Also, all drunkards in Mumbai are likely to watch Krish, simply because ALL seedy bars play its promos non-stop.

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  2. Anonymous5:50 pm

    You suffer from the SKC(safedi ki chamkar) syndrome. Typical.

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  3. Incidentally, have you read Black Friday? I read Maximum City - found it rather filmi (but hey, everyone's Bombay is different) I now have Black Friday on my book-shelf, and I'm trying to decide when I should read it. Any help?

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  4. Oh, of course. As I asked the mirror this morning, "Self, what can you do today to undermine brownness everywhere? I know, you can flame rational objective film journalism on your blog!"

    So chastised at my innate racism being exposed, thanks. How typical of brave anonymous light-bringers everywhere.

    @ v: Ah, you can't switch channels on telly these days without bumping into Krrish. But I forgot, we have different means of bludgeoning our critical abilities to nothingness.

    I mean, I would ve ben pissed as hell if they had simply watched The Matrix and decided to use the same second-hand costumes.

    :D :D :D You star.

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  5. @ Unratiosenatic: Hey! No, no, haven't read this at all, but sounds gripping.

    but hey, everyone's Bombay is different

    Touche. I wish Suketu Mehta's didn't have to be quite so - Ram Gopal Varma, if you like? With all the attendant stupidities.

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  6. Anonymous5:13 am

    Remember East is East and West is West and the well the meeting place is still undecided.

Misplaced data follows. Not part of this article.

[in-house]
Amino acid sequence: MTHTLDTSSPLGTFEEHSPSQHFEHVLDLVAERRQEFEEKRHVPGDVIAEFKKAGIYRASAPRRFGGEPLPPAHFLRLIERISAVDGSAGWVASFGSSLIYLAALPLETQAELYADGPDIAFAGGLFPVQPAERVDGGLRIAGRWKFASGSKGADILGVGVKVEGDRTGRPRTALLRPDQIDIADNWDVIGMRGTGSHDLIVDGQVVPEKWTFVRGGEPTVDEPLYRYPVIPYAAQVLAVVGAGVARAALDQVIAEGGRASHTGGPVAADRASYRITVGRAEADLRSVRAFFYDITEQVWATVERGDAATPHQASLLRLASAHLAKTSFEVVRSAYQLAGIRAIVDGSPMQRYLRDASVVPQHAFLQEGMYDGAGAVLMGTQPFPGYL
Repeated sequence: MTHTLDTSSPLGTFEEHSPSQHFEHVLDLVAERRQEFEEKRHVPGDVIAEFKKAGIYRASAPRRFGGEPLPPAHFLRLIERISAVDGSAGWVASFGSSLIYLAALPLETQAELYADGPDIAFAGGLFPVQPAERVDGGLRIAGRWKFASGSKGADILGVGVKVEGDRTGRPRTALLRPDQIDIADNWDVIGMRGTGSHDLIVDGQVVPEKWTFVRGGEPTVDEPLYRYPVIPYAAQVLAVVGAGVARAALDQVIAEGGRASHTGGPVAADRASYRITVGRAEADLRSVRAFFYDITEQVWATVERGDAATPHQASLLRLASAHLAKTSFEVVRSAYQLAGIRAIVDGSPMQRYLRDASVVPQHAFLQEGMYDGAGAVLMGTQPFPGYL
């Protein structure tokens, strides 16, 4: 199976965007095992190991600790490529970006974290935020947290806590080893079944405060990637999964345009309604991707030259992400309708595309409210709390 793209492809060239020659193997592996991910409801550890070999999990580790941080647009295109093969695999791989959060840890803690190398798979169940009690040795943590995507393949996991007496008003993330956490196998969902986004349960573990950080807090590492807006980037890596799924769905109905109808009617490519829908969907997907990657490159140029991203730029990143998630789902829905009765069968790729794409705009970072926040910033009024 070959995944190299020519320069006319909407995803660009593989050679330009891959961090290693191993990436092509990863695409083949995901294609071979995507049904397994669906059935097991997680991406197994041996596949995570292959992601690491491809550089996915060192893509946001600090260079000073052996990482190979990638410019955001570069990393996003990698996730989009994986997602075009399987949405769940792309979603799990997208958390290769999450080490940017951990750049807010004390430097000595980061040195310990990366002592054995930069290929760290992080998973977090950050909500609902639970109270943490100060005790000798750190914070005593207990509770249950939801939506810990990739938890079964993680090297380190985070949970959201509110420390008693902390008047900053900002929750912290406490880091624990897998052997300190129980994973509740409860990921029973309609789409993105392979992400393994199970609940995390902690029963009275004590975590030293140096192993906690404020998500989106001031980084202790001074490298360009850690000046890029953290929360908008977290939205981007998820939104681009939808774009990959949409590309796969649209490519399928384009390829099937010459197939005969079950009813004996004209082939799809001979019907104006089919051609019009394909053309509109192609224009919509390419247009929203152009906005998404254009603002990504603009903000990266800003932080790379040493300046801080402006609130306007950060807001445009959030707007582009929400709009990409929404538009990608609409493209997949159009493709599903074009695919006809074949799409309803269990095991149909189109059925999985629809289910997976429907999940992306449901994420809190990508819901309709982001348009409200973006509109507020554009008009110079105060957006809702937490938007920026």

What works for patrons of Hollywood crap (most of it at least) will not work for Indian movie goers. Btw I believe Bollywood is a demeaning name in itself. Anyways, just because some Indian lost in US decided to make fun of a Indian movie does not mean the attempt of trying to make a sequel should be laughed at by everyone and their brother (or sister).

    India is not living in the cities or the multiplexes. India is still in villages and so if the few folks who are fortunate to have time to blog find the movies and everything else in India unbearable I have only one suggestion --- take an appointment at the US embassy and move along.

    We got lot of brains and brawns to spare.

    Btw, this anonymous guy is sitting in US but is not a lost Indian yet.

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  7. Bollywood is so unrealistic. And such a waste of money and such a waste of talent. It's pulling the wool over a million eyes.

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  8. Devdas4:16 am

    What have I been reading in the past week? Lets see:

    I finished

    Hyperion Omnibus (Hyperion and Fall of Hyperion), Dan Simmons

    The best of Busybee, Busybee

    Reread:
    The Mountains of madness, HP Lovecraft

    Execution, Ram Charan and Larry Bossidy

    The mistress of catacombs, David Drave